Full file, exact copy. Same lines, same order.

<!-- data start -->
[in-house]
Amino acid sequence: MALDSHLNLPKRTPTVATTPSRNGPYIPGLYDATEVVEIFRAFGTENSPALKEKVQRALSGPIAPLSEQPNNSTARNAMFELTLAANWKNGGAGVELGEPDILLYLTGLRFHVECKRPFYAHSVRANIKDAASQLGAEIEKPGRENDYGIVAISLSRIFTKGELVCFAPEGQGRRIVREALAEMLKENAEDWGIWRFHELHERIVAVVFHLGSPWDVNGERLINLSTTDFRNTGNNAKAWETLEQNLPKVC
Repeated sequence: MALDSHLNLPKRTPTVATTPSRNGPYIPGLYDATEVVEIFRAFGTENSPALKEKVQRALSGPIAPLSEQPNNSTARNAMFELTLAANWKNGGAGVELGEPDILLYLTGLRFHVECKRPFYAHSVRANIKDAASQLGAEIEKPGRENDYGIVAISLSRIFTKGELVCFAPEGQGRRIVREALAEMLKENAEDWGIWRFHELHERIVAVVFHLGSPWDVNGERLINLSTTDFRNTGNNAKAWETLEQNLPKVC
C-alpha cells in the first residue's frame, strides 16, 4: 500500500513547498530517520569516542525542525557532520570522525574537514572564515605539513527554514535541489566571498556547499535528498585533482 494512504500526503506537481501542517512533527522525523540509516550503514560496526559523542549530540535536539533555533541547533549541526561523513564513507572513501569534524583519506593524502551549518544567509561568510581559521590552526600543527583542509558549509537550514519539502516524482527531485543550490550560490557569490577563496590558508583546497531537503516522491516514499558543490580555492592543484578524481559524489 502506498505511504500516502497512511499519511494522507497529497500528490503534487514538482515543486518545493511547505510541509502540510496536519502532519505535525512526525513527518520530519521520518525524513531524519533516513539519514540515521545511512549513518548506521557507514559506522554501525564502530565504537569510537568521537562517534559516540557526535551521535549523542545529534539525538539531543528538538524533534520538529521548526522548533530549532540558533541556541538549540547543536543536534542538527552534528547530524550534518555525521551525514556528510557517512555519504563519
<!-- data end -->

[in-house]
Amino acid sequence: MALDSHLNLPKRTPTVATTPSRNGPYIPGLYDATEVVEIFRAFGTENSPALKEKVQRALSGPIAPLSEQPNNSTARNAMFELTLAANWKNGGAGVELGEPDILLYLTGLRFHVECKRPFYAHSVRANIKDAASQLGAEIEKPGRENDYGIVAISLSRIFTKGELVCFAPEGQGRRIVREALAEMLKENAEDWGIWRFHELHERIVAVVFHLGSPWDVNGERLINLSTTDFRNTGNNAKAWETLEQNLPKVC
Repeated sequence: MALDSHLNLPKRTPTVATTPSRNGPYIPGLYDATEVVEIFRAFGTENSPALKEKVQRALSGPIAPLSEQPNNSTARNAMFELTLAANWKNGGAGVELGEPDILLYLTGLRFHVECKRPFYAHSVRANIKDAASQLGAEIEKPGRENDYGIVAISLSRIFTKGELVCFAPEGQGRRIVREALAEMLKENAEDWGIWRFHELHERIVAVVFHLGSPWDVNGERLINLSTTDFRNTGNNAKAWETLEQNLPKVC
C-alpha cells in the first residue's frame, strides 16, 4: 500500500513547498530517520569516542525542525557532520570522525574537514572564515605539513527554514535541489566571498556547499535528498585533482 494512504500526503506537481501542517512533527522525523540509516550503514560496526559523542549530540535536539533555533541547533549541526561523513564513507572513501569534524583519506593524502551549518544567509561568510581559521590552526600543527583542509558549509537550514519539502516524482527531485543550490550560490557569490577563496590558508583546497531537503516522491516514499558543490580555492592543484578524481559524489 502506498505511504500516502497512511499519511494522507497529497500528490503534487514538482515543486518545493511547505510541509502540510496536519502532519505535525512526525513527518520530519521520518525524513531524519533516513539519514540515521545511512549513518548506521557507514559506522554501525564502530565504537569510537568521537562517534559516540557526535551521535549523542545529534539525538539531543528538538524533534520538529521548526522548533530549532540558533541556541538549540547543536543536534542538527552534528547530524550534518555525521551525514556528510557517512555519504563519